Insomnia (insomnia) wrote,
Insomnia
insomnia

Wow. The biggest drug pushers *ARE* a bunch of rich white Republicans...

hopeforyou mentioned that the US has blocked passage of an international agreement which allows poor countries around the world to buy cheap drugs to combat health epidemics, such as AIDS, malaria, etc.

I did a bit of research into this, and found that the situation was even uglier than I thought.

On November 14th of this year, PhRMA, an organization that is funded by and lobbies for U.S. drug companies, sent a letter to the U.S. Trade Representative and to members of congress, urging that the agreement adopt a solution "specifically limited to the diseases that were the focus of the Doha Declaration, namely HIV/AIDS, TB, Malaria and other epidemics of similar scale. In addition, it should be clear that only truly disadvantaged countries....be the recipient of the changed rules."

According to Medecins Sans Frontieres website, the US representatives at the meeting to approve the agreement demanded changes to it. Specifically, they demanded that the diseases covered by the agreement be limited to HIV/AIDS, tuberculosis, malaria, and "other infectious epidemics of comparable gravity and scale that may arise in the future". They also demanded that such benefits be limited to only the 49 least developed countries in the world. These demands are almost verbatim to those requested by the drug companies.

Although I don't have the latest information on their donations in the past month or so, PhRMA have been donating *VERY* heavily to the Republicans recently. Opensecrets.org reveals seven seperate donations to the NRCC during just the first 11 days of October, totalling $620,000. It will be interesting to check back once the latest data comes in to see if additional PhRMA donations came in around the time of their lobbying of congress and the Bush administration.

Also revealed is an extreme shift in the donation patterns of the pharmaceutical industry over the past few years.

In 1990, the pharmaceutical industry donated just over three million dollars to politicians, making them the 26th ranked industry for political donations. 54% of their donations went to Republicans and 46 % went to Democrats. This year, the pharmaceutical industry donated nineteen million dollars to politicians, a sixfold increase, and now rank as the tenth most active industry for political donations. 73% of their donations now go to Republicans with 27% going to Democrats. Total donations have gone up 600% since 1990. Donations to Democrats went up about 360% in that time, but donations to Republicans went up 823%.

The reason for this shift in and huge expansion of lobbying and donations by the pharmaceutical industry over the past few years is obvious. Democrats have favored efforts to lower health care costs, especially for prescription drugs. The cost of prescription drugs are projected to go up by 20% in 2002 alone. In comparison, between 1992 and 1995, the price of drugs went up around 5-6% per year.

The big change has been how new drugs have been marketed, both to consumers and to doctors. The drug industry is making record profits and is the most profitable sector of the US economy, but at the same time, it still manages to spend record amounts on advertising drugs to consumers, record amounts on promoting new drugs to doctors, record amounts on lobbying, and record amounts in political donations.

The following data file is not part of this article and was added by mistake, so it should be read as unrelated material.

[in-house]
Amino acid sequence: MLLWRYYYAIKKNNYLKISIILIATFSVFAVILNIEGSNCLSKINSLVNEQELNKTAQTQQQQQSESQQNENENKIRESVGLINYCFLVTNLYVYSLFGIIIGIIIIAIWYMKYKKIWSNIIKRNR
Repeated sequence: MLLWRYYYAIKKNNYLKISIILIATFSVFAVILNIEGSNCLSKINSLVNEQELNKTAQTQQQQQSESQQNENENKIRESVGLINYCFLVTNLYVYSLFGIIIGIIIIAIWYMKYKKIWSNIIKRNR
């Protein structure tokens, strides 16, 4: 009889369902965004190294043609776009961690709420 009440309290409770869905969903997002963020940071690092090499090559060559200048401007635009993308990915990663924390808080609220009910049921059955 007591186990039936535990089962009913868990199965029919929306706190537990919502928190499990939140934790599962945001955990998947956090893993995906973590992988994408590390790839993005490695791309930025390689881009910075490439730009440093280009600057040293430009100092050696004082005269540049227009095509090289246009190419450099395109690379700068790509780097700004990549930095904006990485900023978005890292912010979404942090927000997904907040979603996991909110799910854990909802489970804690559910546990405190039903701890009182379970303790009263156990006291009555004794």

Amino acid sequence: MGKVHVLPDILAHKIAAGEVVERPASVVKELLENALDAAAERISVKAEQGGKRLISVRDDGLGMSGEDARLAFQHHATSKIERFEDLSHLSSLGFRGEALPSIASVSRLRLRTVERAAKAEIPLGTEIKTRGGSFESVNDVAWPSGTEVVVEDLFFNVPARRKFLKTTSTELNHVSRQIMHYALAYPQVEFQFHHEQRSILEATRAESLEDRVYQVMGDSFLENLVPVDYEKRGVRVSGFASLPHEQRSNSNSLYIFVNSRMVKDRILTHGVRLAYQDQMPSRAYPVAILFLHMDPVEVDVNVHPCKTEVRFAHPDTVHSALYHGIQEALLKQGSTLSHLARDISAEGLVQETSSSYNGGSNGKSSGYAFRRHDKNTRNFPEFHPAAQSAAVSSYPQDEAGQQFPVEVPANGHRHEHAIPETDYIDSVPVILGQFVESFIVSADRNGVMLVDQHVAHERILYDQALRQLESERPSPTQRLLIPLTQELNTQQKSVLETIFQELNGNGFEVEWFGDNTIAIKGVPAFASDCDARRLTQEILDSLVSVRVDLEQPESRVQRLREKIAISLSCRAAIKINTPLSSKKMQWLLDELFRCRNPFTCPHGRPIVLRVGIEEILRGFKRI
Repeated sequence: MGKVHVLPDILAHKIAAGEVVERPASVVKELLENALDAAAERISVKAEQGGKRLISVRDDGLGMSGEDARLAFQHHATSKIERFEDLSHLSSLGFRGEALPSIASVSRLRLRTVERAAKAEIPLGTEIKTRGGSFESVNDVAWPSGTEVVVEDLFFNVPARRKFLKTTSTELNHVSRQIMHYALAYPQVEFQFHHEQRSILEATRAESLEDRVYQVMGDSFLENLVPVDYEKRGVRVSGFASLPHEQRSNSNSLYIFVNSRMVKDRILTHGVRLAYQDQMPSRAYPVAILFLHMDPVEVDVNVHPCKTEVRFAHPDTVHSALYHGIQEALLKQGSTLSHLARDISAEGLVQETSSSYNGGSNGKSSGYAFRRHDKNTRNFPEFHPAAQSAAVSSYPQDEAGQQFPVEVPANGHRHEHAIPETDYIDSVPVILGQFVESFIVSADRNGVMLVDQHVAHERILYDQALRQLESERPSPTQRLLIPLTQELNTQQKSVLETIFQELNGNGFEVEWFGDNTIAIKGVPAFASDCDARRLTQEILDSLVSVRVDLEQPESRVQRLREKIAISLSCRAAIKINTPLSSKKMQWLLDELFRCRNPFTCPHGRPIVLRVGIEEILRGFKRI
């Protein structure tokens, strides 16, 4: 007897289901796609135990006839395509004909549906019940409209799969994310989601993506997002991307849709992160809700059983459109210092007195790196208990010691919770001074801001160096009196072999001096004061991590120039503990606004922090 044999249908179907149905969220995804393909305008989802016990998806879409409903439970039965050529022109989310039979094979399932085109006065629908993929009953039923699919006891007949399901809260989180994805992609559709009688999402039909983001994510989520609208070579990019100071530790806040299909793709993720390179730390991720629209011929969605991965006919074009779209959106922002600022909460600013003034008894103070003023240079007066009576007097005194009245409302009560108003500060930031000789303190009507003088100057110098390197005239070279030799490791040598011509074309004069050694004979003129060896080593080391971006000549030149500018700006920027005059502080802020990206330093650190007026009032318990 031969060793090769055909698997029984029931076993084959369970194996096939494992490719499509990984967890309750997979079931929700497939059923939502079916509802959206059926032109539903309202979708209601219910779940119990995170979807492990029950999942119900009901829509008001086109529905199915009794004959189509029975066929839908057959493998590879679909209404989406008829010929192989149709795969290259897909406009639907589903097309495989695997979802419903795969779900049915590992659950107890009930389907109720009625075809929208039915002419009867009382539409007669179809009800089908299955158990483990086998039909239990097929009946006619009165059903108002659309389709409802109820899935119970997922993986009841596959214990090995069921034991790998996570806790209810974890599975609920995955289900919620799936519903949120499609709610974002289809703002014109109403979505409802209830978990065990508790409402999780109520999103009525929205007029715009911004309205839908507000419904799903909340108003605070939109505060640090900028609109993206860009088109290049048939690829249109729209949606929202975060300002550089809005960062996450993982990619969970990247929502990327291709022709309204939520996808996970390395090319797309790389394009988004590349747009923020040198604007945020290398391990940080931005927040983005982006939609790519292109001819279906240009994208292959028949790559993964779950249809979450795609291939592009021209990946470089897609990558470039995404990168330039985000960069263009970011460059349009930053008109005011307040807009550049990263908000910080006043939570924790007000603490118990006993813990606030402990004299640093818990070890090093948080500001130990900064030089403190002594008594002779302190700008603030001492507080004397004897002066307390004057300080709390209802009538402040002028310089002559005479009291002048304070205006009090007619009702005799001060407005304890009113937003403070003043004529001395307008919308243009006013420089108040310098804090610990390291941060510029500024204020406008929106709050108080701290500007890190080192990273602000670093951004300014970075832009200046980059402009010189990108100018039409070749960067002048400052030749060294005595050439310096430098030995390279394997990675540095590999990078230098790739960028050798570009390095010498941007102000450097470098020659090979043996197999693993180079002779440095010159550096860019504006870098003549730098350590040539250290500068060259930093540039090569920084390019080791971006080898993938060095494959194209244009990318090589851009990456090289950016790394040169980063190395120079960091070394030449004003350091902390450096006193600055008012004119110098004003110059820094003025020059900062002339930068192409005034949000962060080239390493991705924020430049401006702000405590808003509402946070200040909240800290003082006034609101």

Have no doubt -- all this money from drug companies (and its "blank check" acceptance by our lawmakers) is a calculated and cynical effort that values profits and intellectual property more than human lives.

It's worth noting that the treatment regimen for infectious diseases such as AIDS is so expensive that people in poor countries couldn't begin to afford the drug company's non-generic drugs, so offering generics to poor countries may not negatively effect their revenue... certainly not enough to justify what will surely happen if the world's poor aren't treated for infectious diseases.

The end result is that potentially millions of people will die, and that third world nations will face insurmountable poverty and hardship in trying to combat medical epidemics. The world will be less stable and less safe for U.S. citizens too, not only because of the political unrest that poverty and disease cause, but also because of the increased risk of disease transmission that comes from inadequate medical treatment.

Epidemics are citizens of the world and don't pay attention to international borders. For this reason, they must be agressively treated at the source of outbreaks if we are to safeguard the health of the world at large.

Then again, leaving infectious diseases untreated in poorer parts of the world so they can spread to wealthier nations who *can* afford treatment is good business for the drug industry. They have no obligation to save lives. They don't even have the obligation to "do no harm", as doctors do. They *do*, however, have obligations to their shareholders.

Scary thought, but one worth thinking about.

As for me, I don't think I want to support the pharmaceutical industry anymore until it stops conspiring to kill the poor and buy Republican politicians into office. I'll stick to generics, thanks.
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